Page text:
Wednesday, June 07, 2006

A Ratzingerian turn I: Cardinal Kasper

In this week's newsletter, the redoubtable Sandro Magister gives us examples of the increasing alignment in the thinking of two key Curial cardinals, Walter Cardinal Kasper and Giovanni Cardinal Lajolo, with Papa Ratzinger. As evidence he gives the salient highlights of a speech that Cardinal Kasper gave recently on the nature of ecumenism, and the full-text of a talk Cardinal Lajolo gave on relations with Islam and immigration (which I'll deal with in a separate post).

On Kasper:
The agreement between Kasper and pope Ratzinger may come as a surprise. Both are accomplished theologians, and are remembered more for the controversies that separate them than for their points of agreement.

The most famous and public of these controversies, in the 1990’s, concerned the relationship between the universal Church and the local Churches, with Ratzinger attributing primacy to the former and Kasper to the latter.

Another controversy between the two, of a more pastoral nature, concerned communion for divorced and remarried persons, with Kasper – together with the other German cardinal, Karl Lehmann – allowing more leeway, and Ratzinger being more stringent.

And again, one recalls the clash between Kasper and Ratzinger over the approval of abortion indirectly granted by Catholic councils in Germany. At the time, the mediator between the German episcopacy and the Vatican Congregation for the Doctrine of the Faith directed by Ratzinger was the nuncio in Germany, Giovanni Lajolo.

But in recent years, Kaper and Ratzinger have shown interesting convergences on other questions of central importance.
The talk was given on May 31 at the Palazzo della Rovere on the occasion of the opening of a new bookstore. Kasper, like most other high-ranking ecumenists, distances himself from those who regard ecumenism as a brushing aside or ignoring serious differences between the various churches and communions, and focuses on the importance of an ecumenism based in "truth and charity." Like the Pope, he is a lot more optimistic about relations with the East, rathern than the churches that were born of the Reformation, especially because of a "loss of substance above all in the field of ethics, especially on questions of life and family." There's much in this talk, but perhaps most interesting is the treatment of conservative evangelicals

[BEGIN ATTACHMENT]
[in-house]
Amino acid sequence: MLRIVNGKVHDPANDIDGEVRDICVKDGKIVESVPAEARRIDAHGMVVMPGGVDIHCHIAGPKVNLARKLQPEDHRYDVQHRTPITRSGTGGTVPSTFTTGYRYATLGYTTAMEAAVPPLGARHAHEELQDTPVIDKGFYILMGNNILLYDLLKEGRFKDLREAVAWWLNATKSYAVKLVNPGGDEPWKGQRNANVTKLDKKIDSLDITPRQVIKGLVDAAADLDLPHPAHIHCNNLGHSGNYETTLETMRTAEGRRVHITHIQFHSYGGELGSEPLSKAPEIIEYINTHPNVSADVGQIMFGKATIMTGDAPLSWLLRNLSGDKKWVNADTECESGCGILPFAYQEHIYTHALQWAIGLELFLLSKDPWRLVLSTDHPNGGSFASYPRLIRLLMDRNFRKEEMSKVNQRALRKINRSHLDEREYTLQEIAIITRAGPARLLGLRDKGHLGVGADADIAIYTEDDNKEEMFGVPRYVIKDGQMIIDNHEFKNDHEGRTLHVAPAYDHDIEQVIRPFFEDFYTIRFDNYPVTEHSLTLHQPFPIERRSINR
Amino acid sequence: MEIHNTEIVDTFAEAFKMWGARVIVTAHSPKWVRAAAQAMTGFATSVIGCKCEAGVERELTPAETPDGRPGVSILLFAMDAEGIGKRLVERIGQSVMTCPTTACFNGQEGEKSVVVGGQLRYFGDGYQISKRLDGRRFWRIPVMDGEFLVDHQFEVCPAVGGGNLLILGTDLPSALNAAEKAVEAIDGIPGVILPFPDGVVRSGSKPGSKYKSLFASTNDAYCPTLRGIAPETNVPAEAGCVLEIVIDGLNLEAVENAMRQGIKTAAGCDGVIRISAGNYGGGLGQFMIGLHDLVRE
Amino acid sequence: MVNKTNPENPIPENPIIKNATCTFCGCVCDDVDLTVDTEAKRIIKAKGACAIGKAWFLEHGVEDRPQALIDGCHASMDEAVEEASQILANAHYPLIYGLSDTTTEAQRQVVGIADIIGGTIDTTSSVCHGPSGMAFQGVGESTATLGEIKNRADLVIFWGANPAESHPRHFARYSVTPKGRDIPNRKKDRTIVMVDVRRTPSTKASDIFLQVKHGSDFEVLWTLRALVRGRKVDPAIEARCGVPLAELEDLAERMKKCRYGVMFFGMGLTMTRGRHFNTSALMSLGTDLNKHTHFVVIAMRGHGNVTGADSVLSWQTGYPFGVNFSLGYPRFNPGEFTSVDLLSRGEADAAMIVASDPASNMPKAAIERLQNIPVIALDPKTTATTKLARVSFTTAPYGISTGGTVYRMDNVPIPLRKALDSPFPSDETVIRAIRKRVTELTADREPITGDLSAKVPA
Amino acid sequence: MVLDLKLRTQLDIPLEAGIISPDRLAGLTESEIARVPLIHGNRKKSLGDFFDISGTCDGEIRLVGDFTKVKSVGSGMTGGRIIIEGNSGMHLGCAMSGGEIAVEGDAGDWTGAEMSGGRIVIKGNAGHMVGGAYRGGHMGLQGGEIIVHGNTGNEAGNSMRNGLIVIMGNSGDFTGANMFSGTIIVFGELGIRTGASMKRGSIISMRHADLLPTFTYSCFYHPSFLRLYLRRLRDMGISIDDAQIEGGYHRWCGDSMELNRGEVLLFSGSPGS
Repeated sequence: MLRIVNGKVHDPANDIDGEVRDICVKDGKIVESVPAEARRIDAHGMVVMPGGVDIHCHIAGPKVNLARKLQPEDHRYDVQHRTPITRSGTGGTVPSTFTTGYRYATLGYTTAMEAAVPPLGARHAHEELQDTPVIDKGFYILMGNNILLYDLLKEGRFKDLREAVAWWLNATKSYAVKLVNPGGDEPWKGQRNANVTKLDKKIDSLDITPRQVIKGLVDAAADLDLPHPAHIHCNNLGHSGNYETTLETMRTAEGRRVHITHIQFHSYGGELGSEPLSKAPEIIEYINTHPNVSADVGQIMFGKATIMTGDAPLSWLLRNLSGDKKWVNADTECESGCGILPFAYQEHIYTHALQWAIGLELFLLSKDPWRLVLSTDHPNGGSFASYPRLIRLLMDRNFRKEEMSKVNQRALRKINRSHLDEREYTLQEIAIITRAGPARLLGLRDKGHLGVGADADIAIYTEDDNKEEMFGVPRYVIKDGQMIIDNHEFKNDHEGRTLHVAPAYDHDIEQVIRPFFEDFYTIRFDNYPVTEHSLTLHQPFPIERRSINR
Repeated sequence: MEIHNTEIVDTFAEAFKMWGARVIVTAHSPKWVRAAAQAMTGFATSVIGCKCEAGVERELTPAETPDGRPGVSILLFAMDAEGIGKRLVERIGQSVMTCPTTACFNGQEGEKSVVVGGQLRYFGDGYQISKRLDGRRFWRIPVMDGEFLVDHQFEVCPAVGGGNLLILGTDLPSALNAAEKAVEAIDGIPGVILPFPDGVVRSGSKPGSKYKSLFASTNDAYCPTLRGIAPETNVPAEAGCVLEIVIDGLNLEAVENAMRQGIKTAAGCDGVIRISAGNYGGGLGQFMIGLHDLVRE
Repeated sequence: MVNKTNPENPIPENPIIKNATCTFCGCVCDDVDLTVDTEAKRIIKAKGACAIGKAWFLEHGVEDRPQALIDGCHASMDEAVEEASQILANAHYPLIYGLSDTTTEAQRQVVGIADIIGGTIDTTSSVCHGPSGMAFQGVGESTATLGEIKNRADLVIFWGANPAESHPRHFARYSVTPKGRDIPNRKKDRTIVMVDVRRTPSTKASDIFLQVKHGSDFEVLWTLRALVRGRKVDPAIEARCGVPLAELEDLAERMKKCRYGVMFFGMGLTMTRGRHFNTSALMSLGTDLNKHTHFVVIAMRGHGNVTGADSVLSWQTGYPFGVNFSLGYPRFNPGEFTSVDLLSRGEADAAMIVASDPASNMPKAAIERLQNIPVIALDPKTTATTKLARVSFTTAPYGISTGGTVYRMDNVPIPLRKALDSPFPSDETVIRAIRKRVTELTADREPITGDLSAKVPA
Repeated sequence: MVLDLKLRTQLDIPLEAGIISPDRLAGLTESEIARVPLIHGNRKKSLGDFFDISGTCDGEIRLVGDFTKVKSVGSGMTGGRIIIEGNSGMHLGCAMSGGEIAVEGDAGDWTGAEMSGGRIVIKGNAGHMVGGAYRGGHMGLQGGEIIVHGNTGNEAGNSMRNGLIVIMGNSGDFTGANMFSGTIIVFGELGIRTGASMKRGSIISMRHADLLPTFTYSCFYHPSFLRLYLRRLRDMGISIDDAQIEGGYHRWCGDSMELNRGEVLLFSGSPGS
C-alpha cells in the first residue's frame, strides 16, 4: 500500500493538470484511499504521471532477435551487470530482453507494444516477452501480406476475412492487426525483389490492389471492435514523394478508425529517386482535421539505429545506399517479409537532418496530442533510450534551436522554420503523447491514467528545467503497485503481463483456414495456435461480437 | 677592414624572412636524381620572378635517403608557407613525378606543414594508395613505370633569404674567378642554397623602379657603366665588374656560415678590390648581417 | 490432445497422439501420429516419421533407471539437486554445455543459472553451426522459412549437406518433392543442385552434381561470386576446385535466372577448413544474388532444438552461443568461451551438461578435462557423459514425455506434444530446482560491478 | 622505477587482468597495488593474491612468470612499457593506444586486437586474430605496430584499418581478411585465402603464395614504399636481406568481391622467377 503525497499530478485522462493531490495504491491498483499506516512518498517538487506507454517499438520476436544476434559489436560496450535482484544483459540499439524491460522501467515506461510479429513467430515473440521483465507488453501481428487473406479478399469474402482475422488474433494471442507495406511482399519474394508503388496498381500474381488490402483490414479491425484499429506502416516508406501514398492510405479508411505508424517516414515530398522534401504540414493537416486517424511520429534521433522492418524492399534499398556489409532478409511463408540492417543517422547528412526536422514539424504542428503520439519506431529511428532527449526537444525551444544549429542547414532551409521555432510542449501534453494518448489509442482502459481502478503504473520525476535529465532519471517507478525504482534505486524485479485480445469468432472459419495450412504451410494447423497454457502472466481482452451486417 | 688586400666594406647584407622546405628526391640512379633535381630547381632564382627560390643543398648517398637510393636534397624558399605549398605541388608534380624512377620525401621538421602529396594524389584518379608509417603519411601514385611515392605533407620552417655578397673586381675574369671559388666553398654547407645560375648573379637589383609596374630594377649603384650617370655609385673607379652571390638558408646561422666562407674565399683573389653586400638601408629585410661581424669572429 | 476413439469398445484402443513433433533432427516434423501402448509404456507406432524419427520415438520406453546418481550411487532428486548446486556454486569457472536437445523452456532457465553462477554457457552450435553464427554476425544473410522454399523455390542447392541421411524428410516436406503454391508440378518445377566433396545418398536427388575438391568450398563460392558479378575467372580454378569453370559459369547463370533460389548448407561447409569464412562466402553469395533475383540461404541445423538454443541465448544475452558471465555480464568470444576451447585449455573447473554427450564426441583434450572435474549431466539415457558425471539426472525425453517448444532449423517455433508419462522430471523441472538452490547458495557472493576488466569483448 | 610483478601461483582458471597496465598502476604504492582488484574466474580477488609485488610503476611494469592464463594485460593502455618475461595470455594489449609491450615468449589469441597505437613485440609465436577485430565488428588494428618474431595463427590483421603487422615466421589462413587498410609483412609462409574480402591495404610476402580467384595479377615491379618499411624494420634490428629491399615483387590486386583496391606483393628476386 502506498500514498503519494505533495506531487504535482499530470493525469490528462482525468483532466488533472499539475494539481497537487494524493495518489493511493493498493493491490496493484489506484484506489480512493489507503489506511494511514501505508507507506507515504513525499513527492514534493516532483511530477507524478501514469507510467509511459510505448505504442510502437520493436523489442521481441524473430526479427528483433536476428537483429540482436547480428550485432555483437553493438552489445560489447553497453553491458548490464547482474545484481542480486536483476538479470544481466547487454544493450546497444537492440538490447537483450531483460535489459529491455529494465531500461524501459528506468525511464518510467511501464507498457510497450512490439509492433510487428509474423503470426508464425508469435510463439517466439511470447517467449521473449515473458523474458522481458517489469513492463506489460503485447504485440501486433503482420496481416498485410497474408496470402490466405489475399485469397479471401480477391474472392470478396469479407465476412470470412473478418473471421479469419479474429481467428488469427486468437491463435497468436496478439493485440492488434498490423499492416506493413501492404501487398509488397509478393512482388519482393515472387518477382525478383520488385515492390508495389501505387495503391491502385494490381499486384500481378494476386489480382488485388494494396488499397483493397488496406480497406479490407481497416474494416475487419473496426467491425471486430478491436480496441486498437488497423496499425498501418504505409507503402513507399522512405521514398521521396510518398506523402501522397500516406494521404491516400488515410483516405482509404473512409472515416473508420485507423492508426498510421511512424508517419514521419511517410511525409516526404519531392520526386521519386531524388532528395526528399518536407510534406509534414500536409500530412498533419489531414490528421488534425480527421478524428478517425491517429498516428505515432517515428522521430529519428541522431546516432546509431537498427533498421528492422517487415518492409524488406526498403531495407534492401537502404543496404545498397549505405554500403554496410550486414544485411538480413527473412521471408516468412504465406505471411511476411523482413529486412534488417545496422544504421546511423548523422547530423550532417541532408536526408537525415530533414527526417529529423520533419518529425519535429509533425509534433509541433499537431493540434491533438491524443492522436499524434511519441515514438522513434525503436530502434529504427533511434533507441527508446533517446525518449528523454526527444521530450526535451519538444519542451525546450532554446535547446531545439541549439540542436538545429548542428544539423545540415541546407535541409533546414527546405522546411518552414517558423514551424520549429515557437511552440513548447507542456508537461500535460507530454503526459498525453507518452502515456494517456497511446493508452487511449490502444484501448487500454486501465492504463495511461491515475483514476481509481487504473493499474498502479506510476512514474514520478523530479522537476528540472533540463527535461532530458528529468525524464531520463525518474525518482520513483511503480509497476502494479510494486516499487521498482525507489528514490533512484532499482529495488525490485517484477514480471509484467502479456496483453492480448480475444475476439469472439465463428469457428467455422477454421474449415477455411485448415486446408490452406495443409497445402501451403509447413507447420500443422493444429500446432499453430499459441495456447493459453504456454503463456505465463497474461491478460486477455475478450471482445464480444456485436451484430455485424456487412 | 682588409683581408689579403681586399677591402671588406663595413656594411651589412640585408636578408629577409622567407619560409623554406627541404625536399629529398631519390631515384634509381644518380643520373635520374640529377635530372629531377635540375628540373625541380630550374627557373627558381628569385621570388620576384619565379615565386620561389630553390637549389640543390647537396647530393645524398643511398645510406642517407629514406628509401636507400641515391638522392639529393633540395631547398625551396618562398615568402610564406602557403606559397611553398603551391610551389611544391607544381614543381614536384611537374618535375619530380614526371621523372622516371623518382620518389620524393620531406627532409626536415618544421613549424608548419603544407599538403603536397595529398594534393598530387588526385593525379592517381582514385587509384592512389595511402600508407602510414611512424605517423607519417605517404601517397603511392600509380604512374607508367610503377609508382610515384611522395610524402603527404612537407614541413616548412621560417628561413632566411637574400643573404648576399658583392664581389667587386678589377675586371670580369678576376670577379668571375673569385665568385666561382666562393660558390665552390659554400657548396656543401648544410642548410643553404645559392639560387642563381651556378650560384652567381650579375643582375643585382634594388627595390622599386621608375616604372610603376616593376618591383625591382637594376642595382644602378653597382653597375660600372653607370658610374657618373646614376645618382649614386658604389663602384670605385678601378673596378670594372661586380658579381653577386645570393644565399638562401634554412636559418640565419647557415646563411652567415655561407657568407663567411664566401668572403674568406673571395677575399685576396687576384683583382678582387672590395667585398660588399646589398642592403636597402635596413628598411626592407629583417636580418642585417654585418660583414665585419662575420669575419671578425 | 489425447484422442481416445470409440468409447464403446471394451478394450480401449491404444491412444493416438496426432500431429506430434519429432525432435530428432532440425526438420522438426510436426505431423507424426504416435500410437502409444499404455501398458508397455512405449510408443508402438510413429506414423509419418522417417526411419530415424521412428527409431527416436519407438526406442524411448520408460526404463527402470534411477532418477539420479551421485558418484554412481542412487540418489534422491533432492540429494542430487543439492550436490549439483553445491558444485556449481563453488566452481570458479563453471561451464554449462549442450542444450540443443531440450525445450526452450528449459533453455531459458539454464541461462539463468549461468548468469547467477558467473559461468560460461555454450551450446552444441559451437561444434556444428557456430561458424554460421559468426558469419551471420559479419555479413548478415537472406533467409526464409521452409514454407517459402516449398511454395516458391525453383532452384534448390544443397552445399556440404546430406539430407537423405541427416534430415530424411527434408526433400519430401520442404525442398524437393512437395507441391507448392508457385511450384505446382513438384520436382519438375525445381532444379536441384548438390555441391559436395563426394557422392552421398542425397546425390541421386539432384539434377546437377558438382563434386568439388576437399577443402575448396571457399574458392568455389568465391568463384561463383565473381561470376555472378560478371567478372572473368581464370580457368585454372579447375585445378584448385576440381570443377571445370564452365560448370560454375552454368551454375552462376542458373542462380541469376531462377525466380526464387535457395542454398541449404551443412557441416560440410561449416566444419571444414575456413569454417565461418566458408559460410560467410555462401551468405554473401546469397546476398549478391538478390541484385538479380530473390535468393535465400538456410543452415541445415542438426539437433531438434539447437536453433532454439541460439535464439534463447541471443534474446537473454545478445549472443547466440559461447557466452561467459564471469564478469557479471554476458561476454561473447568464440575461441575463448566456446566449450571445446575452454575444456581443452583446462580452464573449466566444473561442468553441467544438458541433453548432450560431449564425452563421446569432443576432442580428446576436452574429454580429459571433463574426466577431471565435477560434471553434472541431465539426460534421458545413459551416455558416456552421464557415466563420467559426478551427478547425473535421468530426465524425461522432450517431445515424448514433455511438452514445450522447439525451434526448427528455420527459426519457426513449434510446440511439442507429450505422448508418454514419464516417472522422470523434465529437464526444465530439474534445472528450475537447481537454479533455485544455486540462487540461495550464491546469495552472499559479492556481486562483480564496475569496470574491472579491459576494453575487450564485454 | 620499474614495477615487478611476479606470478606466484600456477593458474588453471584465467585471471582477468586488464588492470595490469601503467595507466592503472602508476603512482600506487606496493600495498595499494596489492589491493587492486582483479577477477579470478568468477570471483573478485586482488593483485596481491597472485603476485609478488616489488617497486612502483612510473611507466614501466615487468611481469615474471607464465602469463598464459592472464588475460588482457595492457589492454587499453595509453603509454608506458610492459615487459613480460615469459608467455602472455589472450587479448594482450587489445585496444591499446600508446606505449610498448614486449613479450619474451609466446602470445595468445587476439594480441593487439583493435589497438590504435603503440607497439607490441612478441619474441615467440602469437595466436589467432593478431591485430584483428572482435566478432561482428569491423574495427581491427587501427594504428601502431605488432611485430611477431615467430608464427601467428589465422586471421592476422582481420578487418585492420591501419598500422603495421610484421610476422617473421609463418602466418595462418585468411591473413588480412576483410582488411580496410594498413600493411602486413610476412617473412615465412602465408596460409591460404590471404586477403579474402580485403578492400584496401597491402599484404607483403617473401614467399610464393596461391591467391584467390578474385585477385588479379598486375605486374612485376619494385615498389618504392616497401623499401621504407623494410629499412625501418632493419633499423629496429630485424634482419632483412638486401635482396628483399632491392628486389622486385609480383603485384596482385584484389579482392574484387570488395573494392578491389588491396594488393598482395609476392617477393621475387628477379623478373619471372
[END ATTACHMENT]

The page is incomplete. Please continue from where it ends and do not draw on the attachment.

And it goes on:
But there is an opposite current within Protestantism, and this is the third change mentioned by Kasper. “There are groups, fraternities, evangelical movements that want to live the Gospel and are grateful for the Catholic Church’s firm attitude toward ethical questions. They often form a spiritual network and are linked with groups, spiritual movements, and congregations of a traditional character in the Catholic Church.”
and Pentecostals
The fourth change is that “we have begun a fairly substantial dialogue with the Pentecostals, who with more than 500 million adherents are now the second-largest Christian confession after the Catholic Church, and are especially present in the southern hemisphere, in Latin America, Asia, and Africa. They are showing enormous growth, and some are even speaking of the Christianity of the future.”

In regard to this Pentecostal “tidal wave,” Kasper remarked that “it seems to me that self-critical inquiry is more important than the traditional ecumenical questions. Why are these communities so attractive? What are we missing? How can we improve our pastoral practice? How can we make our parish liturgy more lively? How can we begin substantial and essential catechesis? How can we accomplish healthy renewal and spiritual reinvigoration?”
The Cardinal also addresses those that are often described as "seekers" in the West:
These men and women are not interested in the ecumenism associated with the specialists and the theological controversies that go along with it. “Many of them are nevertheless open to a message or, better, to a fundamental and central Christian witness, expressed in accessible words that they can understand. In this sense many people, and not just Catholics, have understood well the encyclical ‘Deus Caritas Est.’ Here we find ourselves at the beginning of a new ecumenism that is intimately linked to a new evangelization.”
It is good to see that there is an acknowledgement of the importance of relations with evangelicals, but also of the broader, more nebulous (and perhaps, fruitful?) ecumenism that occurs away from the official dialogues.

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